What is object-oriented programming (OOP)? Where did OOP come from? How does the C++ class relate to OOP?

A mathematical object is a set and the operations that we can perform on that set. Familiar objects include natural numbers, integers, rational numbers, real numbers, and complex numbers. Other objects are vectors, matrices, and polynomials. Some associated operations are addition, difference, product, and quotient. Obviously, the addition of two natural numbers is very different from the addition of two polynomials. Further, from plane geometry come points, lines, angles, polygons, and circles. An associated operation is congruence - same shape and size. Calculus is the study of change starting with the set of real-valued functions. Closely related operations are limits, differentiation, and integration.

Problem-solving skills involve in part choosing an appropriate object and applying the associated operations to the set of that object. For example, natural numbers are a tool for counting. Real numbers model measurement. Complex numbers are a tool in electrical engineering and several other fields. Since our problem-solving skills have an object orientation, perhaps our computational skills should have the same orientation.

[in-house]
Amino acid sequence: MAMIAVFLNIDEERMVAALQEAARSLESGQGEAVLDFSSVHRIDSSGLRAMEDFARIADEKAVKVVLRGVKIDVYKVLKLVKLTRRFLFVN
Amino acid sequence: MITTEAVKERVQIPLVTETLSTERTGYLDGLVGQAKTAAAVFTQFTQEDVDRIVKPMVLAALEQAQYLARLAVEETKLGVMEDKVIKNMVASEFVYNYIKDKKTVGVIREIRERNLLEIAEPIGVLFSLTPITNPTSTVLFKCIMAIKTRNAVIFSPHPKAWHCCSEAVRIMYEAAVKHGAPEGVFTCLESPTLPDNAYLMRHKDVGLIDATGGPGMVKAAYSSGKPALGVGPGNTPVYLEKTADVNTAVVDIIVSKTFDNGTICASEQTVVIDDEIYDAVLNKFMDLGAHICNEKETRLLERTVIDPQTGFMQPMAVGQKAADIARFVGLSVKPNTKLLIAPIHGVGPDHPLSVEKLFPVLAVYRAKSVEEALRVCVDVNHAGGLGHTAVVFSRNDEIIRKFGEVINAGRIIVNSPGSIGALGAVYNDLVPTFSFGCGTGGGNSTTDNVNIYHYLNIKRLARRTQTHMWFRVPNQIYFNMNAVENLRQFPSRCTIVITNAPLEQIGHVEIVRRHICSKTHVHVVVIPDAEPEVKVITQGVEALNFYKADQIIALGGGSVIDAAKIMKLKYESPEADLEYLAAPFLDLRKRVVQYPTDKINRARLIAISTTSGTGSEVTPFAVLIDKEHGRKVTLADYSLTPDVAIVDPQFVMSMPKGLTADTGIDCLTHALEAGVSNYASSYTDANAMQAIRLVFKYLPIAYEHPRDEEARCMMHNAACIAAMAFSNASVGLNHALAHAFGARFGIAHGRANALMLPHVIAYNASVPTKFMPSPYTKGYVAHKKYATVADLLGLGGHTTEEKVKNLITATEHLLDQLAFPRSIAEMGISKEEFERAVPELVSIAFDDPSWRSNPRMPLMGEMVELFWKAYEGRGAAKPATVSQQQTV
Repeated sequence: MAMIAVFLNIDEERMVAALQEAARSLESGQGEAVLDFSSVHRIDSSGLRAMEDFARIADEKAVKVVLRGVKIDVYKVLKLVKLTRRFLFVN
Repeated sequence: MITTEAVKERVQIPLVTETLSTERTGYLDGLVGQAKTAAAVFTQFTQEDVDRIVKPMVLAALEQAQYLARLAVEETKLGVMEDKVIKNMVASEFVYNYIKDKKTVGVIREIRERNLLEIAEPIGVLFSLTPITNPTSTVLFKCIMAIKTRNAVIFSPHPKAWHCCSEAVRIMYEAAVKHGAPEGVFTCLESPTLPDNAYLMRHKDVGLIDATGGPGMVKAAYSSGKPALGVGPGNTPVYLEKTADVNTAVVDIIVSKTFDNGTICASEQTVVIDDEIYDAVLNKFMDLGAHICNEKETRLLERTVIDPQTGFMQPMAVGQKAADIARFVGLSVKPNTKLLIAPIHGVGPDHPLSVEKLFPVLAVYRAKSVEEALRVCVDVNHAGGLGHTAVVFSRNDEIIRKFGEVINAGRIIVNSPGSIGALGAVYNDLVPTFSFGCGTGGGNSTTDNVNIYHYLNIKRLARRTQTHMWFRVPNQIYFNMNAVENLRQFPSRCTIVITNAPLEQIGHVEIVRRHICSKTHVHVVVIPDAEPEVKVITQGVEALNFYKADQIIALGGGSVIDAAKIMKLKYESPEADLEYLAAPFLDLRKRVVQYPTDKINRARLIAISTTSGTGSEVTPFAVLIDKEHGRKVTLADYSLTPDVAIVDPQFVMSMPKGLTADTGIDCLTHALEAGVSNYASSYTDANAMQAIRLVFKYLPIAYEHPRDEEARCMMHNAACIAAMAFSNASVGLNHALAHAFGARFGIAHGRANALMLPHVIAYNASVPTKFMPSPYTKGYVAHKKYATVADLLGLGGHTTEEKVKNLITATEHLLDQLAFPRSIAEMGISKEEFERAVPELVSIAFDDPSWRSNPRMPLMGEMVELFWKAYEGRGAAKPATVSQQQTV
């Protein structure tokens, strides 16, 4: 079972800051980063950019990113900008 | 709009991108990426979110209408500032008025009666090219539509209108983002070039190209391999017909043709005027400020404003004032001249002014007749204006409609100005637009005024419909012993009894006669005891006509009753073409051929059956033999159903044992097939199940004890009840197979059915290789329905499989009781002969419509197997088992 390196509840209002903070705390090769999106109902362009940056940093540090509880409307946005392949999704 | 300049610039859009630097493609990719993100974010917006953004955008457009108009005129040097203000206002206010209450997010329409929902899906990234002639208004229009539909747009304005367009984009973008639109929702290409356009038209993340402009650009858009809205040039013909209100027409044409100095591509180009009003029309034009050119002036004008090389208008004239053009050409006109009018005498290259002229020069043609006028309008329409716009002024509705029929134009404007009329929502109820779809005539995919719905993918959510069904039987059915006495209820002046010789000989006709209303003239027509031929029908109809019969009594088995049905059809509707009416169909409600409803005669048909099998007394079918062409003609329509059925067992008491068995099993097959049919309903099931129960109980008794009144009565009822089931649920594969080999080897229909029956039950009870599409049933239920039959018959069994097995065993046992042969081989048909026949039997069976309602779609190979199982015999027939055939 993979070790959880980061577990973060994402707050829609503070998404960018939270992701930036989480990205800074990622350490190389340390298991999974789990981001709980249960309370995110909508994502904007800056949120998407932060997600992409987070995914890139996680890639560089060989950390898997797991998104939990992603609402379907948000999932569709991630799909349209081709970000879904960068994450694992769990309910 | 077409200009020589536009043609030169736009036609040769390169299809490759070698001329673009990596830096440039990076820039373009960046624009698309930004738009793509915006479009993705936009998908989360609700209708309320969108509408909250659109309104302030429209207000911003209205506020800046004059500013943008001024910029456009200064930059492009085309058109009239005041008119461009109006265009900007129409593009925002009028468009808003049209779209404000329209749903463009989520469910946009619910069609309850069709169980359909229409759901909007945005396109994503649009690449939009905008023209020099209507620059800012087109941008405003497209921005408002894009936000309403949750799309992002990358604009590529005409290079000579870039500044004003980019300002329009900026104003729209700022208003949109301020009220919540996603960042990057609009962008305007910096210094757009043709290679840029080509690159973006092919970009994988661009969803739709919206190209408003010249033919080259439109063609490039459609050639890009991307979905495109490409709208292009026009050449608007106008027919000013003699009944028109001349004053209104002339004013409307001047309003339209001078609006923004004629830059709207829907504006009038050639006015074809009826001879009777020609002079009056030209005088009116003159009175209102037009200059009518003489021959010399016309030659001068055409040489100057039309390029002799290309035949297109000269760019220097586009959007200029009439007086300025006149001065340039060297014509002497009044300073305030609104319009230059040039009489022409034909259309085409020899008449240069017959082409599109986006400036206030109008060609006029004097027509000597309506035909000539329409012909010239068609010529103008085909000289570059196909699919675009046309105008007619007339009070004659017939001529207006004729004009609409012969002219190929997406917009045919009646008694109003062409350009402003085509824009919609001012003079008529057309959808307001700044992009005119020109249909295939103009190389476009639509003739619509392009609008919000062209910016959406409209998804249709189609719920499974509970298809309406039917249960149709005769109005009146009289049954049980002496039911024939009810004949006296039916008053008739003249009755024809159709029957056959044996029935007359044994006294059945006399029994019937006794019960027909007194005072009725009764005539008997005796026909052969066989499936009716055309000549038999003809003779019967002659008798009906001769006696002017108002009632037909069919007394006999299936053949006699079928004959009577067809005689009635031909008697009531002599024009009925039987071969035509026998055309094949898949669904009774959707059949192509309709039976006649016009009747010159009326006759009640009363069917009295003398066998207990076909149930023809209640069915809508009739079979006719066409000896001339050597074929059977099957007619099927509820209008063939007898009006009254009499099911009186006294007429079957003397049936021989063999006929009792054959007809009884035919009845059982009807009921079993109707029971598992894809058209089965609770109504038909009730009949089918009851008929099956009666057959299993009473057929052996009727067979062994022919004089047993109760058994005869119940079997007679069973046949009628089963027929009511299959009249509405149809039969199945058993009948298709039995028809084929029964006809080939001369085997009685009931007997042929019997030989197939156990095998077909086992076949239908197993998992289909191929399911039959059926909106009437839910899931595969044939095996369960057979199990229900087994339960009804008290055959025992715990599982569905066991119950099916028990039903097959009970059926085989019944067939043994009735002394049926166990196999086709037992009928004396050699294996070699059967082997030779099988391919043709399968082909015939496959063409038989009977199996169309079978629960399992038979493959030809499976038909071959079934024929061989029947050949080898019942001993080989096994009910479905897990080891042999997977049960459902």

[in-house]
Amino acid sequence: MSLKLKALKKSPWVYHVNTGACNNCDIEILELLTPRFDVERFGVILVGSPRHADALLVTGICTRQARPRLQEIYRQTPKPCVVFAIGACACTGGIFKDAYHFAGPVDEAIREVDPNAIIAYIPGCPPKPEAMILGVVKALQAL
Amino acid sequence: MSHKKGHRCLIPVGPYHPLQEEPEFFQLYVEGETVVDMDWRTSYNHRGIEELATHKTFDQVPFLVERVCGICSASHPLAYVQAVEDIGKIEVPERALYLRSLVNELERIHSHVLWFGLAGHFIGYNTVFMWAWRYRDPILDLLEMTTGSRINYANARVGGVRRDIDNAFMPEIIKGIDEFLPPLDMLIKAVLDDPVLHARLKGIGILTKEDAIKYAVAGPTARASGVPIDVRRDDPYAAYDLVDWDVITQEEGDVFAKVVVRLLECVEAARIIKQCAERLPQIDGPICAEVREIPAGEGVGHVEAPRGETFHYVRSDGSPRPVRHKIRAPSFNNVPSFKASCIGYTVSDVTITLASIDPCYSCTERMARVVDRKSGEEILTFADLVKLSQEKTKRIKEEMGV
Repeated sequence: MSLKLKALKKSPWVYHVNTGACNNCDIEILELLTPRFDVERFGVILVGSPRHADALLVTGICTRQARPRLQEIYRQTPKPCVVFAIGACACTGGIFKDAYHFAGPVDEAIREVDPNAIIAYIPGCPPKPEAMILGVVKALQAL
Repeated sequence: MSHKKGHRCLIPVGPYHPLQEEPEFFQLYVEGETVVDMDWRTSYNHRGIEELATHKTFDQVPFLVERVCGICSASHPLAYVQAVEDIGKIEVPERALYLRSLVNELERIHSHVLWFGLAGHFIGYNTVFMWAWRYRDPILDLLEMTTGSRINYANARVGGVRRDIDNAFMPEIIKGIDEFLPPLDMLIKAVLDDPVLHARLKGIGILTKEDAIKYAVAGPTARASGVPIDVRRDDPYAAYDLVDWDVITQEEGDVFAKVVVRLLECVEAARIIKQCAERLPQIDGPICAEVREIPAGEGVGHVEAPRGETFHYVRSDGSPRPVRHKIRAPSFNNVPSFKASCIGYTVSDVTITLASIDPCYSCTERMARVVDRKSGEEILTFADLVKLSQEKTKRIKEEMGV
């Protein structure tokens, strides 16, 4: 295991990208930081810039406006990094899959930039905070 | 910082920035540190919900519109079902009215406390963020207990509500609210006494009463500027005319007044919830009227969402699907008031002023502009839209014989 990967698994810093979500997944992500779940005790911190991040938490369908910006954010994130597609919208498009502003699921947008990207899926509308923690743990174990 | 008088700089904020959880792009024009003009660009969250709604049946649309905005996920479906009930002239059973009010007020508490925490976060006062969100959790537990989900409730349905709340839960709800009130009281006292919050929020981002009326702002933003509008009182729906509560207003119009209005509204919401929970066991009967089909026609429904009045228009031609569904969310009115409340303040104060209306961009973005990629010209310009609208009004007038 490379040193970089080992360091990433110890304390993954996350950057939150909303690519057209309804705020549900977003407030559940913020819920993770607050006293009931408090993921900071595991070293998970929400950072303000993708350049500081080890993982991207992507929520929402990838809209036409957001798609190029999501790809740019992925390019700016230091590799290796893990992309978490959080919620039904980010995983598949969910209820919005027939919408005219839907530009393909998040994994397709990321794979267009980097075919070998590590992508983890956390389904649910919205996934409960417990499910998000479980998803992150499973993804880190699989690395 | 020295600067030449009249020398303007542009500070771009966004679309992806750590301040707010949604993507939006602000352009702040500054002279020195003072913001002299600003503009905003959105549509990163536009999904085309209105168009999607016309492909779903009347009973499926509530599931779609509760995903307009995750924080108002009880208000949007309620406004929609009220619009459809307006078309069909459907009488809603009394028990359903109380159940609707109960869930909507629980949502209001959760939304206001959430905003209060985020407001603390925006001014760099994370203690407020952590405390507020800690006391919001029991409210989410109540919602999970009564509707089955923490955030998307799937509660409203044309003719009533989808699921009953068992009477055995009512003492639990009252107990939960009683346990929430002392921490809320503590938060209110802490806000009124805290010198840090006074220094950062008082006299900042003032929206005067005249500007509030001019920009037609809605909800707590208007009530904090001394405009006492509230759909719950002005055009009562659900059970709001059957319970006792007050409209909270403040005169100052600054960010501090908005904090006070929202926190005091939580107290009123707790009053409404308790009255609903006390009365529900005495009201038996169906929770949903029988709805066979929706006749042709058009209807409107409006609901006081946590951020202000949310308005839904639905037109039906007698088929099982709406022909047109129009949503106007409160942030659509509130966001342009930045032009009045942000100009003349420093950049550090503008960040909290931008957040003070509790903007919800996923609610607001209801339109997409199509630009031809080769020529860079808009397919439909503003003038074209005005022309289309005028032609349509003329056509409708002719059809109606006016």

If our programming skills are to have an object orientation, then we would like to have available a language feature that eases the coding of mathematical objects. This feature should replace code abstraction (structured programming, functions) with data abstraction (encapsulation, polymorphism, inheritance) as the primary orientation. It should implement the two parts of an object: a set and the operations performed on that set. It must offer a way to maintain the integrity of the data and hide details of operation from the user. If the object has a numerical nature, then arithmetic operations should be similar to the operations of built-in types like int and double. In short, the desired language feature should allow a programmer to extend the set of basic data types with new, user-defined data types that provide a type-safe interface without significant costs in run time or memory. For example, if a language lacks complex numbers, then the feature should provide a productive way to construct a user-defined type that behaves as if it were one of the built-in data types.

In C++, that desired feature is the class.